autistic people understand social psychology better, on average

This is important. Science says autism makes you better at understanding social psychology, because of an improved ability to systematize:

Social-cognitive skills can take different forms, from accurately predicting individuals’ intentions, emotions, and thoughts (person perception or folk psychology) to accurately predicting social phenomena more generally. Past research has linked autism spectrum (AS) traits to person perception deficits in the general population. We tested whether AS traits also predict poor accuracy in terms of predicting generalized social phenomena, assessed via participants’ accuracy at predicting social psychological phenomena (e.g., social loafing, social projection, group think). We found the opposite. In a sample of ∼6,500 participants in 104 countries, AS traits predicted slightly higher social psychological skill. A second study with 400 participants suggested that heightened systemizing underlies this relationship. Our results indicate that AS traits relate positively to a form of social cognitive skill—predicting social psychological phenomena—and highlight the importance of distinguishing between divergent types of social cognition.

The main idea:

Here we examine whether AS traits also predict deficits in an alternate type of social-cognitive skill, one we term “generalized social prediction.” Unlike person perception, generalized social prediction entails individuals’ accuracy at inferring overarching social phenomena (e.g., social loafing, misattribution, deindividuation, self-serving bias) and is reflected in people’s social schemas (6), theories about the social world (7), and assumptions about human nature (8). That is, while person perception involves predicting the emotions, thoughts, and intentions of other specific individuals in a given moment (9), generalized social prediction entails predicting the thoughts, feelings, and behaviors of people in general. For instance, judging a specific individual as happy when she is surrounded by similar others given her facial, body language, and auditory cues (person perception) differs from predicting the social phenomenon of similarity attraction—that people, in general, are happy when interacting with similar others (generalized social prediction). And, on a broader level, judging the emotional state or intentions of specific individuals differs from accurately predicting humans’ generalized social behavior. Notably, the distinction between person perception and generalized social prediction echoes the evolution of the field of psychology itself. At its onset, psychologists attempted to predict the behavior of individuals (10); now, they attempt to predict overarching psychological phenomena.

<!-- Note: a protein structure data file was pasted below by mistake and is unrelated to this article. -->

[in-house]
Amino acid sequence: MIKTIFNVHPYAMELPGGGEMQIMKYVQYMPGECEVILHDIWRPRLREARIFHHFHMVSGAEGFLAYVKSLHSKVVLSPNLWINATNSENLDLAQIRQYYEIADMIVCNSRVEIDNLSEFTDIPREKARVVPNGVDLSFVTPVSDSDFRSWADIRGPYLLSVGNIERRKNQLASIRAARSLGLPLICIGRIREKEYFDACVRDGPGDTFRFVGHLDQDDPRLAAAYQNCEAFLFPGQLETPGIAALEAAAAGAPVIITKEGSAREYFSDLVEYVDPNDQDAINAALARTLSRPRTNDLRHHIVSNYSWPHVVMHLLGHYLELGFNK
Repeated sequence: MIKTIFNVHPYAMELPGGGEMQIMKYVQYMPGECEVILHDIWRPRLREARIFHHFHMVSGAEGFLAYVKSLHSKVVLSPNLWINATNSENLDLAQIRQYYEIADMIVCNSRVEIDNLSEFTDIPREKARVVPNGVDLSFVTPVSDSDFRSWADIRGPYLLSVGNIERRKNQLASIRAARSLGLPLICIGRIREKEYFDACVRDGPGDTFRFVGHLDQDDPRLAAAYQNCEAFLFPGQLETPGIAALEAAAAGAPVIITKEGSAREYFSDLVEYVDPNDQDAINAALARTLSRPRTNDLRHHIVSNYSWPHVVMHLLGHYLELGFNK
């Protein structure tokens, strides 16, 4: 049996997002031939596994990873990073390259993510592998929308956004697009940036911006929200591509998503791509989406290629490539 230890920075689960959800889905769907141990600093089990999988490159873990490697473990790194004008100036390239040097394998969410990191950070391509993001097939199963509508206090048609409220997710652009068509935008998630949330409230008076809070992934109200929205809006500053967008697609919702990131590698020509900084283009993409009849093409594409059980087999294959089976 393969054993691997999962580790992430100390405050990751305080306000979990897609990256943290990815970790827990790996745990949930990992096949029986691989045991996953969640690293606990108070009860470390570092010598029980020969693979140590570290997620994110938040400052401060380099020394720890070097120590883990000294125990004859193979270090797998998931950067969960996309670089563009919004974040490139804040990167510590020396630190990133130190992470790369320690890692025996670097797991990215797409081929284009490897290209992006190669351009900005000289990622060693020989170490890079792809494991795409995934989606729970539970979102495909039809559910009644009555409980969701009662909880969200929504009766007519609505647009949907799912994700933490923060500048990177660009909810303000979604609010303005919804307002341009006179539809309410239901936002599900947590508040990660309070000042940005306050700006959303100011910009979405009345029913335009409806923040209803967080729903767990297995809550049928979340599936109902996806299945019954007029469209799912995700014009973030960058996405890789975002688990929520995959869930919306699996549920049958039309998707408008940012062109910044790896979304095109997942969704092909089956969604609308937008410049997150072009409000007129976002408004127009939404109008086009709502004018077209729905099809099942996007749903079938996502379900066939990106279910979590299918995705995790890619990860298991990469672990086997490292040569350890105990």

The current results may even apply to the clinical domain. In study 1, participants likely to be diagnosed with ASD—participants who scored higher than the diagnostic cutoff point on the AQ-10—exhibited greater social psychological skill. This potential link likely only applies to individuals with ASD who have normal intelligence, however; individuals with lower-than-average intelligence would likely exhibit poor social psychological skill given the cognitive demands associated with this skill (11).

Our findings may also help explain why individuals with ASD exhibit adequate person perception performance in settings that allow for deliberation, reflection, and reasoning (e.g., extended time) (18). Individuals with ASD may be recruiting their knowledge of social psychological phenomena as a form of compensatory learning to understand other individuals’ mental states. For instance, consider discerning someone’s intentions. Individuals without ASD are able to automatically discern, for instance, that another individual shares their intentions via highly automatic social processes (e.g., social projection) (12). Those with ASD, however, are unable to automatically do so and, thus, may instead deliberately and systematically apply their social psychological skill to intuit others’ intentions. This interpretation aligns with a common strategy for clinical intervention in ASD, teaching social skills in terms of explicit social rules rather than mental state inference (19).

This study is exactly right. I’ve been saying for a long time that my having a clue in social situations depends a lot on knowledge of critical theory. Using pattern recognition to understand situations.